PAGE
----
Power, predictability, and regularity

NOTE HXA7241 2011-11-13T12:41Z

At the deepest level, software seems to have an essential trade-off of power against predictability. And the problem there is not a matter of conformance but of clarity. That means perhaps the best we can do is design programming languages to have a kind of ‘regularity’.

John Shutt considers recently whether there is, in software/programming-languages, an essential unavoidable trade-off between:

  • allowing maximally versatile ways of doing things, with maximal facility,
  • disallowing undesirable behavior.

Let us look at this somewhat from the view of the Wittgensteinian ‘propositional model’ of software.


This depends on how one defines undesirable behaviour.

If it means things like dereferencing null pointers, then there really seems no necessary/essential conflict or trade-off. It is just a technical detail, and you just build a language which avoids it. It puts no limits on computation in general. Any trade-off is an a posteriori problem: some languages and features might imply particular trade-offs, others different ones, and there seems always the possibility of finding/devising one better.

But if undesirable behaviour means instead something more general, like anything unpredicted, or unwanted as judged by requirements, then there really does seem to be a deep, inescapable trade-off.

Because what does the most basic principle of the theory of computation say, in effect? That a limited set of elements can produce an unlimited set of behaviours. That really seems to be saying some must be unpredictable – and you cannot pre-empt behaviours you cannot predict.

But this choice of two intepretations does not really give a way out. (And not just because the boundary between them seems actually quite blurred.) Because the side of merely technical matters (null deref etc.) is perhaps not very important: it could be completely solved and maybe it would not do much good. The real problem is the general one.


The fundamental issue in programming, relevant here, is clarity.

A programming language just gives you a limited set of elemental actions, which you assemble to make particular programs. Ideally, you want a language to simply show you clearly what you are building: you look at the software, and if some part does what you want you keep it, and if it does not you remove it. The only conformance is to your intention. There are ideally, at bottom, no ‘undesirable’ or disallowed actions; there are just different features that do different things, and you choose them.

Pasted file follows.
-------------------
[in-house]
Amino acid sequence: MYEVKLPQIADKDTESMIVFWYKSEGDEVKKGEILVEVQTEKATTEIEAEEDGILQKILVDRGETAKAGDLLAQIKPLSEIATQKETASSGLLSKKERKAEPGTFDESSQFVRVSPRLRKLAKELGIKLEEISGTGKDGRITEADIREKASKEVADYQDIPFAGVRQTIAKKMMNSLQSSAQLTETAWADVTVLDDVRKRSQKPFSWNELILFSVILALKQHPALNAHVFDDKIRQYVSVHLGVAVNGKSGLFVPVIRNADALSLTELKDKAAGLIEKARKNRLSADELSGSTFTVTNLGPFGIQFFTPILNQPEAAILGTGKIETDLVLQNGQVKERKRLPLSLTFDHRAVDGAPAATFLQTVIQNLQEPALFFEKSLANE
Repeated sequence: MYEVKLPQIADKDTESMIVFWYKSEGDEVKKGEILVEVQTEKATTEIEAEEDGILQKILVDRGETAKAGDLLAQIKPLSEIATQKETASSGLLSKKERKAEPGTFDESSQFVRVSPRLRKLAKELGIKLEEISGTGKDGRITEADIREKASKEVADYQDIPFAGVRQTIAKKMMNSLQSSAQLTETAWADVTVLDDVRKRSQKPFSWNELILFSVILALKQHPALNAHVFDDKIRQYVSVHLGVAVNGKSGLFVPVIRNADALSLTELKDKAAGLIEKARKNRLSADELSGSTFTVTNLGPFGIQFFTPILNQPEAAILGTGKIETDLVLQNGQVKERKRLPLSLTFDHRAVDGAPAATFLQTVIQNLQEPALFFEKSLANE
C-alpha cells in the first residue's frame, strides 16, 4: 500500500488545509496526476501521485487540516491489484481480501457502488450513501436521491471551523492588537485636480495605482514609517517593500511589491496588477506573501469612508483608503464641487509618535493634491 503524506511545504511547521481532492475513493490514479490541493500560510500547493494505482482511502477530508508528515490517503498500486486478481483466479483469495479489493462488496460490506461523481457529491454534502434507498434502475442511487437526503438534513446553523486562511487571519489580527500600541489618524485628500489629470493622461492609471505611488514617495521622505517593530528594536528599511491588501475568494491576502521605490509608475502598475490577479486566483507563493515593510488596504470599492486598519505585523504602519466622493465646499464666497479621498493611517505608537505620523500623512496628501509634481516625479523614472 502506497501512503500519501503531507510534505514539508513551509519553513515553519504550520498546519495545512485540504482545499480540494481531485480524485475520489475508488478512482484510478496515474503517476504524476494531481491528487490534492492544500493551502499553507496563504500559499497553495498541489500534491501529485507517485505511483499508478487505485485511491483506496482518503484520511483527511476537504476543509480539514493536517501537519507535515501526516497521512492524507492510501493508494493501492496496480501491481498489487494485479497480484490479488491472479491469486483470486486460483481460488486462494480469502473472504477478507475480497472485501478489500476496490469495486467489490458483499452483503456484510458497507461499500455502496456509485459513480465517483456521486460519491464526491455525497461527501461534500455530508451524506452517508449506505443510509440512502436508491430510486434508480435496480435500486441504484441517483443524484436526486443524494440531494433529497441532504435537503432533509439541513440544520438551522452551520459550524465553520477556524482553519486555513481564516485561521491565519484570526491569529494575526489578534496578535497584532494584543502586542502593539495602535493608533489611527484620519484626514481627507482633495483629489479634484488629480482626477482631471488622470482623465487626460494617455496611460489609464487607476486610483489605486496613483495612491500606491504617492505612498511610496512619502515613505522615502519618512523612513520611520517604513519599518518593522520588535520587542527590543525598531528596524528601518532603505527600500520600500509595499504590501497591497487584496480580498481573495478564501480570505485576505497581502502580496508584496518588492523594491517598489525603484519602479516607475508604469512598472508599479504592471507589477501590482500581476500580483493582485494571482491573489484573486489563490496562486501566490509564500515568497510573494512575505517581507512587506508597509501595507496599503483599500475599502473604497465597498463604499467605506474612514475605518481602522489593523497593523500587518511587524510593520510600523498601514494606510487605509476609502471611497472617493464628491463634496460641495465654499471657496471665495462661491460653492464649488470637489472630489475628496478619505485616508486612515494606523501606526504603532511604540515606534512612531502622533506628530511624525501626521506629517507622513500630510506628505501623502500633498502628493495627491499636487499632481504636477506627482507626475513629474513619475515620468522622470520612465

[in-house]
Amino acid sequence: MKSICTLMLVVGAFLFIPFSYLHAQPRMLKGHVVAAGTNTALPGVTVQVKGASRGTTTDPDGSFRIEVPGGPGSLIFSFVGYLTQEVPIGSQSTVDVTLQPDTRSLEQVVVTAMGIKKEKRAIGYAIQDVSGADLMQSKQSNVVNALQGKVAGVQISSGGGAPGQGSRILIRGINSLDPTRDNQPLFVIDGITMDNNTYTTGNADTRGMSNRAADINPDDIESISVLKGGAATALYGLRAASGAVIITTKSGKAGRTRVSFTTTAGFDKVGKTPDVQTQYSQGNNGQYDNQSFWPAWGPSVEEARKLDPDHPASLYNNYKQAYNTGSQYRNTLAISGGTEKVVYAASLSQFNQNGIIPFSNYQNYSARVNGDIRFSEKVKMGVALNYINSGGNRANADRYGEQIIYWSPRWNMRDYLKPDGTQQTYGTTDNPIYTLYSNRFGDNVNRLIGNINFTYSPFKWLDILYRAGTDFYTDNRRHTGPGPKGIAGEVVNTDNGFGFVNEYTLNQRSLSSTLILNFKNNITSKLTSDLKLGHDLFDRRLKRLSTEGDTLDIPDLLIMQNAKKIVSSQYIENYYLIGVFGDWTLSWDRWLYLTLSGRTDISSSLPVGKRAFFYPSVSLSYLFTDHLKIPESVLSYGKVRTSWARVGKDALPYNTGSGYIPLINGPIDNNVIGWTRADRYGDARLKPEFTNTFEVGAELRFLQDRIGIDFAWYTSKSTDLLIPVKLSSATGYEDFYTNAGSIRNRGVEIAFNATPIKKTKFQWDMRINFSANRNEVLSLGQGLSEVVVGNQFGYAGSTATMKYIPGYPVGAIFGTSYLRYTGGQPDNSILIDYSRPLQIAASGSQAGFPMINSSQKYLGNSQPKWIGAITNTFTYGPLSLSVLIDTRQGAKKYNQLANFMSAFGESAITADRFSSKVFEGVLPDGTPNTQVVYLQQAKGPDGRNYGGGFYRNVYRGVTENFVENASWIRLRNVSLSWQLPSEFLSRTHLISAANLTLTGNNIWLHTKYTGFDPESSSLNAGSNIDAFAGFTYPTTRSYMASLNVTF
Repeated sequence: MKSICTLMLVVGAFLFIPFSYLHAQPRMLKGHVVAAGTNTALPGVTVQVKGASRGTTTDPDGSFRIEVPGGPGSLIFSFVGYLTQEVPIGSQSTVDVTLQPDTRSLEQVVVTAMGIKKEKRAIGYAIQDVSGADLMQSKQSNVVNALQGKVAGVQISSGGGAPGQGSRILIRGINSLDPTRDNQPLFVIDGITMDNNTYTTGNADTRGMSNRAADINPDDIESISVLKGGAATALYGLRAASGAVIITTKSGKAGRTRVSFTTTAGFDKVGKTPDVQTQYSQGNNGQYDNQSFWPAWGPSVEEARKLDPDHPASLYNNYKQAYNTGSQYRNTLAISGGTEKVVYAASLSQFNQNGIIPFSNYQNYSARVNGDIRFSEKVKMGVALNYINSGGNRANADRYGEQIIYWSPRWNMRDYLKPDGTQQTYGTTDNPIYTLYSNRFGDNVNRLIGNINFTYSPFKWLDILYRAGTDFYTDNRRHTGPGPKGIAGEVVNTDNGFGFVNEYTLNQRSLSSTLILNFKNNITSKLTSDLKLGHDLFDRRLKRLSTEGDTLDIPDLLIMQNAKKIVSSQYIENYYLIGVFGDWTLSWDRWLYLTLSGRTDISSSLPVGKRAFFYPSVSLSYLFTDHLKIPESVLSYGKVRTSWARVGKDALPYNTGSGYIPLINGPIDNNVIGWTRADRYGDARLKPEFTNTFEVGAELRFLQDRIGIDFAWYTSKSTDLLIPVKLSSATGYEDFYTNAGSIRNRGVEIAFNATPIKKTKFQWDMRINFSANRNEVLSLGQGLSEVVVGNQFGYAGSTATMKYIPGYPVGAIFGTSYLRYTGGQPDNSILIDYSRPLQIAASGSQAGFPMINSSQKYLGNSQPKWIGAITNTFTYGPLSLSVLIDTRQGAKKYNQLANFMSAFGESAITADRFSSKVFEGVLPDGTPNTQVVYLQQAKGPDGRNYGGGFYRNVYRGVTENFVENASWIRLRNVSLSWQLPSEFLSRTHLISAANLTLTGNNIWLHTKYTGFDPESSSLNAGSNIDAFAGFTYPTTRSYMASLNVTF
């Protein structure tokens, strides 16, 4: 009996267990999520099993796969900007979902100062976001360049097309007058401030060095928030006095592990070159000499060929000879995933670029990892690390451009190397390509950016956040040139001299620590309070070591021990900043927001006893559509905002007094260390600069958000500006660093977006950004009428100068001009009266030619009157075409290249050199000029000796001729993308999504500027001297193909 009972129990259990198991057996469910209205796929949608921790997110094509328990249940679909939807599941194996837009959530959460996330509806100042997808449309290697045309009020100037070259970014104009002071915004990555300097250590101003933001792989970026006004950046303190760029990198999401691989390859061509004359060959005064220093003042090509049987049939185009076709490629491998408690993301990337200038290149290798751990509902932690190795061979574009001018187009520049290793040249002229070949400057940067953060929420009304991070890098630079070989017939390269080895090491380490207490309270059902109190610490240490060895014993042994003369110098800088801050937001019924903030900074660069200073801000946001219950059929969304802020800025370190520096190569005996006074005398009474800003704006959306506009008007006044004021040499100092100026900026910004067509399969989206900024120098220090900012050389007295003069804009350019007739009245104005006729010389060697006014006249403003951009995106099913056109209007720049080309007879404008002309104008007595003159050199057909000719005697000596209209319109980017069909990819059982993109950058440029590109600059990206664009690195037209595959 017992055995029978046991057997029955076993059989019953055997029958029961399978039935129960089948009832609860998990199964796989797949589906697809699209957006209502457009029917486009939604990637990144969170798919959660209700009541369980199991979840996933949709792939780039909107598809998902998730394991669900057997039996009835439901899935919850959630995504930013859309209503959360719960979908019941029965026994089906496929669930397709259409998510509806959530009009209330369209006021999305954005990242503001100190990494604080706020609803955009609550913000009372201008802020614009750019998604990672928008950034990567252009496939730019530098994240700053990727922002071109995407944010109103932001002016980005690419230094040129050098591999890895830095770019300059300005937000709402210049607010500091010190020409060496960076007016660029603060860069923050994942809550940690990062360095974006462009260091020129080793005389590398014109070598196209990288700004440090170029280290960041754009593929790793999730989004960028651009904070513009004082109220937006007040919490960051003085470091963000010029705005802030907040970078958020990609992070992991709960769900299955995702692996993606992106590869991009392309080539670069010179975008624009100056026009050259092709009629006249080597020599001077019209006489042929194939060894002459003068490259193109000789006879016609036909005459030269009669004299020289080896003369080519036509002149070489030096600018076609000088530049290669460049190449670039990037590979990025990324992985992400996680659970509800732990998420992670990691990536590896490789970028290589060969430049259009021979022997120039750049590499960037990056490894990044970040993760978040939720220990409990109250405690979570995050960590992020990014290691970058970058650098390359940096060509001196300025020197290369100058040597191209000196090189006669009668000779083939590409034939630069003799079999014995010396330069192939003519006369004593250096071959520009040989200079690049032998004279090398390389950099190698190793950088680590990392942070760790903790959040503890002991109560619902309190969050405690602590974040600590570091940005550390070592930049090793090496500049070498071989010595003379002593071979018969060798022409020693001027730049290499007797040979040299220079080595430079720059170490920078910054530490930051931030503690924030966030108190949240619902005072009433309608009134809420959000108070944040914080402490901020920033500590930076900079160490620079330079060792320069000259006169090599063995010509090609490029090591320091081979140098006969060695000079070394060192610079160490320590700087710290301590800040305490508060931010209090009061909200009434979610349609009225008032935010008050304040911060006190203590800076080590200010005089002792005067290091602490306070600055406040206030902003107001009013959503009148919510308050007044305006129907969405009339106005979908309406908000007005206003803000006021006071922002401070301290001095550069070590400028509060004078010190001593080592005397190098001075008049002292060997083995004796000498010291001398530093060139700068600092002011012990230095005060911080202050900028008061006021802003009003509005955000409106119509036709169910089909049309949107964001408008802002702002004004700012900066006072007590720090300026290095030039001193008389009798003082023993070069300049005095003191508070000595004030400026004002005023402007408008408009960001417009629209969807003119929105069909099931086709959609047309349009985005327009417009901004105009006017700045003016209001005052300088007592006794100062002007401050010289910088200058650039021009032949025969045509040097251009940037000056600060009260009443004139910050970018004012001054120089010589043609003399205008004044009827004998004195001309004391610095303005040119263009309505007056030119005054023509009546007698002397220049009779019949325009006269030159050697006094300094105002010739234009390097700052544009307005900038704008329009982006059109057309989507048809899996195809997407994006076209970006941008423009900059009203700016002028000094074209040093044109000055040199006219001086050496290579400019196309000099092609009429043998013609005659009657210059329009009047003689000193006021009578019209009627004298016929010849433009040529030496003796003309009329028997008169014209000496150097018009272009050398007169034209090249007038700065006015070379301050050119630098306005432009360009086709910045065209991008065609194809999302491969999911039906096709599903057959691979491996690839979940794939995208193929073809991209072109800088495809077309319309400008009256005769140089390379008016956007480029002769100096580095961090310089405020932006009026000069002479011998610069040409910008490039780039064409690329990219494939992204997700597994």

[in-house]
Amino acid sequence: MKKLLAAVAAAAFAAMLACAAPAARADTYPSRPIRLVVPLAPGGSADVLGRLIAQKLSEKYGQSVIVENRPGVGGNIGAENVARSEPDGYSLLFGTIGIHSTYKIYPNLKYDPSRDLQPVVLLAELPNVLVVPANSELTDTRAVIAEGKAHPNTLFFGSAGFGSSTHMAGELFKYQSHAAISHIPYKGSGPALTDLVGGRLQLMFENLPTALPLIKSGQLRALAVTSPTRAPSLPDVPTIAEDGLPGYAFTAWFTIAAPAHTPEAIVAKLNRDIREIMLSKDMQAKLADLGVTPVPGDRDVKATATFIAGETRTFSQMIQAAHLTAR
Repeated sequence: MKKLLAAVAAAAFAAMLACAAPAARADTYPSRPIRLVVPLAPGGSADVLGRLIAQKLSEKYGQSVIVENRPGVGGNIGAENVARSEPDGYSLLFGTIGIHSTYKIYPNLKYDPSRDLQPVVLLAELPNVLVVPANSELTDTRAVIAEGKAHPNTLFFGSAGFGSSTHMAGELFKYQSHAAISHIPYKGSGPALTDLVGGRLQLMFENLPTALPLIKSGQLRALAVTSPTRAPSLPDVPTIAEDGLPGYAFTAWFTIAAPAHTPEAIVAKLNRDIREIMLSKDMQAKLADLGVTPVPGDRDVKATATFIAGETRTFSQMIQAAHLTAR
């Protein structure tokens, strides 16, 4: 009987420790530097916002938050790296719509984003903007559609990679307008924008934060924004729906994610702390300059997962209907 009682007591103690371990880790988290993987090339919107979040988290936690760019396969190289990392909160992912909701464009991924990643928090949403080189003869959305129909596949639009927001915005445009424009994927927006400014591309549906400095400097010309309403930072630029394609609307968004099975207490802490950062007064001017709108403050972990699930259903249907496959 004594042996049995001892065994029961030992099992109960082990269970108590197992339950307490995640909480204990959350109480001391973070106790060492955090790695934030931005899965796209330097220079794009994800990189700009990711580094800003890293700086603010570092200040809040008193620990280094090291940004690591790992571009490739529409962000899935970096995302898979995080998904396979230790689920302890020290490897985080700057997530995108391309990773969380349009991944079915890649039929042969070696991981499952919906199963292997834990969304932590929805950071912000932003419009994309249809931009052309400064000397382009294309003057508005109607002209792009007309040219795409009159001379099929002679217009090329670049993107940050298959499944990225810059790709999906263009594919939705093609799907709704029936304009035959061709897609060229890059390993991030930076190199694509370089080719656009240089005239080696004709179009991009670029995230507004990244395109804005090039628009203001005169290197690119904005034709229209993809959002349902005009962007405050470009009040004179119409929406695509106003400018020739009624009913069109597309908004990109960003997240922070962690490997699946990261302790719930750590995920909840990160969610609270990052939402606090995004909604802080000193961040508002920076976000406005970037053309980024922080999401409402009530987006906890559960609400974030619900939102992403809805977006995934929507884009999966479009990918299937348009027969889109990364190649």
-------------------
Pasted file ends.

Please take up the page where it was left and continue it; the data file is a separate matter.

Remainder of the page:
There is, ultimately, no allowing and disallowing. The language just does exactly what you say, and shows you clearly what you did say.

Type systems (or any automated checking) do not really check ‘conformance’ (quite, exactly), they can only check consistency. They check if what you say in one place matches what you say somewhere else. They cannot check if what you say will create the effect you want.


‘Undesirable behaviour’, then, is indirect consequences that were unforeseen. Here is where the real problem is, and where the idea of regularity comes in.

No matter how clear the basic programming elements are, in a fully powerful language it is always possible to make structures that go further than can be (easily, arbitrarily) predicted. So it is impossible, in general, to make software completely clear.

But what we can perhaps do is give programming and languages some ‘regularity’: keep the range and consequences of that unpredictability constrained within some bounds. To put it analogously to mechanics: to give language constructs some ‘damping’, to make them more ‘stable’. Each programming element interacts with others – hence toward unpredictable ramifications – and what we want is that those interactions sort-of reduce with distance. This is a kind of expanded notion of the principle of least surprise.

This is a rather vague and somewhat metaphorical description. Figuring out what it means more exactly is the thing to do. But this still does not really solve the original problem. It is in effect suggesting we address the problem of the power of computation by making it less powerful. There is, at the most general level, an essential conflict/trade-off: the only thing we can do is find the optimal arrangement for our circumstances, and human abilities.